At our latest HTN Now event, we welcomed David Newey, Deputy Chief Information Officer at The Royal Marsden NHS Foundation Trust to talk about bias in Artificial Intelligence (AI).
Considering the recent advances in studying and utilising AI within the health and care sector, David discussed a hugely topical issue, covering areas such as bias and inequality in healthcare, examples of AI use, types of bias within AI and in the choosing of models, as well as how to eliminate bias, how to design with equality in mind, and how to be an ally in the digital world.
Explaining some of The Royal Marsden’s work as a biomedical research centre, David began the session by outlining developments in AI. He noted, “We are doing a considerable amount of work within AI at the moment, particularly in regards to the use of artificial intelligence in assisting with cancer diagnosis. Most recently, we developed a natural language processing algorithm to look back through historical data, to aid in research conclusions, and by parsing through narrative text rather than structured text.”
“We’re just about to kick-off the implementation of an Epic EPR (Electronic Patient Record), which will go a step further in terms of increasing the amount of structured data we capture along the patient pathway,” he added.
“I wanted to give a talk about how we need to be conscious, particularly in developing artificial intelligence, so that we don’t hard-bake in any attitudes or any unconscious bias within the development of algorithms – so that it doesn’t, in the longer term, preclude any particular community from receiving equality of healthcare,” David explained.
He went on to elaborate: “When we look at biases in healthcare, and we look at particular characteristics that impact the provision of healthcare and the equality and equity of healthcare delivery…there is considerable evidence out there, based on research, that these particular factors all play an important part of life expectancy and the amount of healthcare that’s received.”
The characteristics David highlighted included: sexual identity, geographic location, socioeconomic status, obesity, age, ableism, racial bias, education, and gender.
For one of his examples of inequality in healthcare, David cited statistics from the British Medical Association that showed Black and Asian women are five and two times more likely, respectively, to die during child birth than white women, in the UK.
Types of biases in AI, David explained, include: implicit bias (unconscious prejudice), such as when developing algorithms; sampling bias (where data may be skewed to specific sections of the community and when applied to other sections of the community may not have been tested against that use case); temporal bias (a training model that becomes obsolete due to future events not being factored in), over-fitting to training data (when models predict from the training dataset but cannot predict new data accurately); edge cases and outliers (data points not within the data’s normal distribution or errors/irrelevant datasets that could negatively impact learning process).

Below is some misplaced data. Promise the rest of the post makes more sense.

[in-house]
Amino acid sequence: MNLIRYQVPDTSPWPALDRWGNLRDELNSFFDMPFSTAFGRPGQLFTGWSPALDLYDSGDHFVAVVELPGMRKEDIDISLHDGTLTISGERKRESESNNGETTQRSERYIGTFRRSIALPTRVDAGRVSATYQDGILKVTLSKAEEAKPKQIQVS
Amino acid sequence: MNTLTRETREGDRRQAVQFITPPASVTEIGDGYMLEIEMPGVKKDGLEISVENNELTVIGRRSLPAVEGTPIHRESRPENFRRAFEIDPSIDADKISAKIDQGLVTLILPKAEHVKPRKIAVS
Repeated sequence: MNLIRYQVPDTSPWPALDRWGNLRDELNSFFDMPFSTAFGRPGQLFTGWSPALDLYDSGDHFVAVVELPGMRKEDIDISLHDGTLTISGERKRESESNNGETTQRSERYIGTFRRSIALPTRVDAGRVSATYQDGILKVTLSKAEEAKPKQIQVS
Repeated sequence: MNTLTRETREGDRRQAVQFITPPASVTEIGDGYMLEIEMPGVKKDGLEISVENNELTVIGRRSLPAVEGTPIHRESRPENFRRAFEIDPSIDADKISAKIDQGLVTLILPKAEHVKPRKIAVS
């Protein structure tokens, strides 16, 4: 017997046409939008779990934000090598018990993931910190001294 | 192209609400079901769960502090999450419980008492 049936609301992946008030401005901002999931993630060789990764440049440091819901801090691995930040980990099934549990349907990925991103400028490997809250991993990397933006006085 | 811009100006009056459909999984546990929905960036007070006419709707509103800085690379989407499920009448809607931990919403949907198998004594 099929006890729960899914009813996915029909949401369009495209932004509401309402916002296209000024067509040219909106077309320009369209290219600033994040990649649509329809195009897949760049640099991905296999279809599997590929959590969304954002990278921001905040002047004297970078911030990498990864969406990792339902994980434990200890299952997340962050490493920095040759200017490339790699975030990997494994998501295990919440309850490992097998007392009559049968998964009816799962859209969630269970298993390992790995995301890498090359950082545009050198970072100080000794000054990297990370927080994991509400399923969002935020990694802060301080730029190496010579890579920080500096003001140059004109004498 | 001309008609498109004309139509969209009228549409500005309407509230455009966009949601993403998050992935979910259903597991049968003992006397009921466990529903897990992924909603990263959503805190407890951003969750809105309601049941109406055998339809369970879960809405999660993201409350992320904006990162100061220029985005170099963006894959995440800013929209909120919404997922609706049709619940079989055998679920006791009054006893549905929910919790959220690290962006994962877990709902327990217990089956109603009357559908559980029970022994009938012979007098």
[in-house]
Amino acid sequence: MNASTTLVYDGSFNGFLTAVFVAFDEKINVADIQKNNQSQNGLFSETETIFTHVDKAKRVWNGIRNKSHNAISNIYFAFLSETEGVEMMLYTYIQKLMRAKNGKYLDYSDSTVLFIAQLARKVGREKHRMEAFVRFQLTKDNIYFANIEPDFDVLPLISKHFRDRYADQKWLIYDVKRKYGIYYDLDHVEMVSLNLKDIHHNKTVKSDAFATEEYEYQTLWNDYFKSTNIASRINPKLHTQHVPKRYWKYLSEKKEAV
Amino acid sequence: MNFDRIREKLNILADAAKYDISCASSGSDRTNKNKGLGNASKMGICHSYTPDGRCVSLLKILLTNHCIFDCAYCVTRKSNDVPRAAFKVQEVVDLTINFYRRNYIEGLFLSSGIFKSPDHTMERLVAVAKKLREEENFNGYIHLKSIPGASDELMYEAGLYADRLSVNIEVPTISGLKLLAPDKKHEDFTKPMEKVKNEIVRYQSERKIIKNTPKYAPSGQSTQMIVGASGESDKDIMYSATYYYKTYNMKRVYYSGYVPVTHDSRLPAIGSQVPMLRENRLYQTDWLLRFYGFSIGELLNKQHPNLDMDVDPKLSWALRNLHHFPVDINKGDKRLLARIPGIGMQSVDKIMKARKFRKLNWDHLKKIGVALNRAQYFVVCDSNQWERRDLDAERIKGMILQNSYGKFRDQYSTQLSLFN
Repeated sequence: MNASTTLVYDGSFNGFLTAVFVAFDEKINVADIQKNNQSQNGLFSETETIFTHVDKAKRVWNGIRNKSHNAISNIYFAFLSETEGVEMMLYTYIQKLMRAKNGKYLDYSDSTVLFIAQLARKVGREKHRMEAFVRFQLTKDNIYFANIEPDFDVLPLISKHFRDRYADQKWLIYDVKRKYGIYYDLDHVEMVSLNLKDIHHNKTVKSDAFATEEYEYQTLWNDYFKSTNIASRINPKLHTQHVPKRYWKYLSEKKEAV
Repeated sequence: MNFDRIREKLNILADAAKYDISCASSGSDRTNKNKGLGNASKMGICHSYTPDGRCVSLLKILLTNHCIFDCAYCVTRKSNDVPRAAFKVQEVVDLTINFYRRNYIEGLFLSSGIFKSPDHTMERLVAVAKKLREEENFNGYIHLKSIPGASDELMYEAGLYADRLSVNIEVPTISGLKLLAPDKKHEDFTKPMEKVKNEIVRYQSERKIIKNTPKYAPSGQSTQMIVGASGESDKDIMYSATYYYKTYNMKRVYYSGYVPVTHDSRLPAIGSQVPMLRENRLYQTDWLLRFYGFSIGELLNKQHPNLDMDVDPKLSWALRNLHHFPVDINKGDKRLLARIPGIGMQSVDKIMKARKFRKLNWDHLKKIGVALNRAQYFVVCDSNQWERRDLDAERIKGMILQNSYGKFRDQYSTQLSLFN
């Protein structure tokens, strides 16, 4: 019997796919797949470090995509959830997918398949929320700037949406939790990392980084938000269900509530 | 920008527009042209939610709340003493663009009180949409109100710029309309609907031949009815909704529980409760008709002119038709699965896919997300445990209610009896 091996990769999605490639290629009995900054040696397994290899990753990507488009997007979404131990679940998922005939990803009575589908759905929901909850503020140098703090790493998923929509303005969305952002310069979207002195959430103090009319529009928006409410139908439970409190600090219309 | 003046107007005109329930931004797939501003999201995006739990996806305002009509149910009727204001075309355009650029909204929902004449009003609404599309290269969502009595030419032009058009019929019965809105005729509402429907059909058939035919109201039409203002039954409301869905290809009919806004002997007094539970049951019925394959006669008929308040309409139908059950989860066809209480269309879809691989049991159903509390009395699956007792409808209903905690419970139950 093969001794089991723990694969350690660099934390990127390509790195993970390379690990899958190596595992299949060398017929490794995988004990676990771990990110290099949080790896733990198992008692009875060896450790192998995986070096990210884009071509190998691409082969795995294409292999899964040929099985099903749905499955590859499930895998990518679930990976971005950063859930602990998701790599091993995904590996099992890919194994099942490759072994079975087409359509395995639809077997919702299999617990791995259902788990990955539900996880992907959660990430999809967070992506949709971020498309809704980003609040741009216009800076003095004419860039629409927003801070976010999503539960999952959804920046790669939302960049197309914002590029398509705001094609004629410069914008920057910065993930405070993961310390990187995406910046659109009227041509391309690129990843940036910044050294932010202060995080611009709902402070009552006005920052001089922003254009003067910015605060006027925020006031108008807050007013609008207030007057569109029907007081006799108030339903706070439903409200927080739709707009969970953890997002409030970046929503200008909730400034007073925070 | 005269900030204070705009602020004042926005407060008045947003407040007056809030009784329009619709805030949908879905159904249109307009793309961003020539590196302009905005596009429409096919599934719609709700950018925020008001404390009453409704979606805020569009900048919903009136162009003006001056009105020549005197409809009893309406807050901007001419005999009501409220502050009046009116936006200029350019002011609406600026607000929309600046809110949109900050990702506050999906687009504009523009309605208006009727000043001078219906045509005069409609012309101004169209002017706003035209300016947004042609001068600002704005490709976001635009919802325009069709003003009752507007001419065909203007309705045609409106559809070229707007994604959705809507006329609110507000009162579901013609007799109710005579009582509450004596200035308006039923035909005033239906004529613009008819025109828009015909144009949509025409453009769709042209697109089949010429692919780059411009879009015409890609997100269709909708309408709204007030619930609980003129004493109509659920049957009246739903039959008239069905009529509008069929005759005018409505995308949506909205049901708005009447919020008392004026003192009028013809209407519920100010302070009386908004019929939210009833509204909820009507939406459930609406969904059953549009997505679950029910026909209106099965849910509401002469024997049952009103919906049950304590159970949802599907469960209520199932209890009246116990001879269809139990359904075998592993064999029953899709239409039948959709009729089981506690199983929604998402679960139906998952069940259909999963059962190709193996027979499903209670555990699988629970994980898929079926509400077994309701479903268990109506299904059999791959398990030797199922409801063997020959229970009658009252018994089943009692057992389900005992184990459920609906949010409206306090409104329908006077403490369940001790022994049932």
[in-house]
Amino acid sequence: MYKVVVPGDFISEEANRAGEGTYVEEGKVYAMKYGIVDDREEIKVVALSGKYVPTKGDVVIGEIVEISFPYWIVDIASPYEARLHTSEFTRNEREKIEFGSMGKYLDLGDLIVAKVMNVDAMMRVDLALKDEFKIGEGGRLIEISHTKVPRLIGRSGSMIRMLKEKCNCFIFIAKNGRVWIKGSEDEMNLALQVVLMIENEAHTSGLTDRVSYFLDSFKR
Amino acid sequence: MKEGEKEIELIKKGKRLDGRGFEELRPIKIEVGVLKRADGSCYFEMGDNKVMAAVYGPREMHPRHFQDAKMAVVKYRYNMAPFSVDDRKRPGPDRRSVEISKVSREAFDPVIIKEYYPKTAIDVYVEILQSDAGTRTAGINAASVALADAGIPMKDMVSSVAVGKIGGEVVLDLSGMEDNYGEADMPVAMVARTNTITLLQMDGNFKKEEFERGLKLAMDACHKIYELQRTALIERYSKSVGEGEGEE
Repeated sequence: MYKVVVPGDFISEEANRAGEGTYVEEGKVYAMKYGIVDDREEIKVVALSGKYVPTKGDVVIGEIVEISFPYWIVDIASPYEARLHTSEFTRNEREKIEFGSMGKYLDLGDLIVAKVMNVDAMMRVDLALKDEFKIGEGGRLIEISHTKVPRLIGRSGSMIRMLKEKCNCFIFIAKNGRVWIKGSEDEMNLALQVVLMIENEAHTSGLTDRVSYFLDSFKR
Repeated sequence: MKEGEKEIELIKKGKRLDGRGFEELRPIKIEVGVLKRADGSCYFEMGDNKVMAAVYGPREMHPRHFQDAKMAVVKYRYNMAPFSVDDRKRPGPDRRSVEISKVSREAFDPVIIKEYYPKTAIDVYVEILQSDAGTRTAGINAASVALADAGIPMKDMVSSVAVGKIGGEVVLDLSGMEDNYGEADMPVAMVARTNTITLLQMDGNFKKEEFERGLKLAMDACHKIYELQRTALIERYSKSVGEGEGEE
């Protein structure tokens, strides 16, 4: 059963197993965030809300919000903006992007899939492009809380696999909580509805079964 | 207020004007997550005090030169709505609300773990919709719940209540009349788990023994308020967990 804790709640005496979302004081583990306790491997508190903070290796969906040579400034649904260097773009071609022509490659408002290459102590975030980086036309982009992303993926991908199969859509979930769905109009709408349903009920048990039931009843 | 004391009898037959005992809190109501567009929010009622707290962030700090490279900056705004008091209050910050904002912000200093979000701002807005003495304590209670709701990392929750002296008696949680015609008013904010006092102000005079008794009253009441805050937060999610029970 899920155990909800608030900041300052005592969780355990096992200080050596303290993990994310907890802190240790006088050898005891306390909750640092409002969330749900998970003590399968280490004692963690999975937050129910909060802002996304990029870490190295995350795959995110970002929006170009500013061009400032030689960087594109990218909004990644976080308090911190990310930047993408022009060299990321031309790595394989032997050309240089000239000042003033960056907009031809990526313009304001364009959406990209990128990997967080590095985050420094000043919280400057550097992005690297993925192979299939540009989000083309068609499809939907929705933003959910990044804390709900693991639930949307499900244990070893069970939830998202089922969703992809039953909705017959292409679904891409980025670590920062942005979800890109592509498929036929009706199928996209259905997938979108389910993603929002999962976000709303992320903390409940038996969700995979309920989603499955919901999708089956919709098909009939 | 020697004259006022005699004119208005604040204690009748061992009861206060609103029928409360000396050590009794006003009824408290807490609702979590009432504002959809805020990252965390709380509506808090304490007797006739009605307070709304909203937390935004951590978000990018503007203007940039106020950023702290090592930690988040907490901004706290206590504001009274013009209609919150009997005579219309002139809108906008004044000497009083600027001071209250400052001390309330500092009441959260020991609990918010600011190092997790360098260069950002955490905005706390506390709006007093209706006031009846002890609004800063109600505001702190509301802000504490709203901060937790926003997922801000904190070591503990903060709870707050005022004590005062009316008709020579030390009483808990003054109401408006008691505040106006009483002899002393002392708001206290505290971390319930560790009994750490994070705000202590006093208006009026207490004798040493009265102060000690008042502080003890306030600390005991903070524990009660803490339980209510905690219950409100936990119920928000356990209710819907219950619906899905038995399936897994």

David then ran through some real-world examples of when AI biases has led to inequality – in areas stretching from employment to healthcare.
In terms of healthcare, David raised an example of when several algorithms were created to help with skin cancer prediction: one was 94 per cent accurate overall but 99 per cent accurate for men and only 89 per cent accurate for women. While a second algorithm was less accurate at 91 per cent overall, but more accurate than the first algorithm for women at 90 per cent and less so for men at 92 per cent. “What we can see,” David added, “is that a decision was made at some point that the accuracy for men was more important than the accuracy of the algorithm for women…and that’s an example of where bias is being introduced into the overall determination of those solutions.”
On human interpretation, David raised a study by Colombia University which explored diversity in data science teams and programmers to be key in reducing algorithmic bias.
To design for equality instead, David highlighted the need for: taking unequal access to technology and resources into account, as well as discriminatory healthcare processes, and biased clinical decision making; looking at the data, including how to take away discrimination in training data and constantly reviewing algorithms; ensuring correct and appropriate design and deployment practices around inclusion when developing algorithms; and not disregarding or deepening digital divides or exacerbating global health and wealth inequality.
Best practice he said, includes making sure clinical study participants and data sets are representative of the intended patient population, that training data sets are independent of test sets, that algorithms are tested during clinically relevant conditions, ensuring inclusive design, and making sure the algorithm is developed for diverse groups and not just one demographic.
To be an ally in the digital world, David advised: raising awareness amongst under-represented teams; recruiting and training a diverse team; providing challenge and oversight around training and testing algorithms; and ensuring governance is in place to undertake regular performance reviews against algorithms.
David concluded: “AI is now starting to impact society across the whole spectrum of the way we live our lives…we need to make sure that we stop the development of bias in these algorithms right now – and that we don’t close our minds and eyes to these but actually address it. Over time it will snowball but, at present, we’ve got time to address this and do something about it.”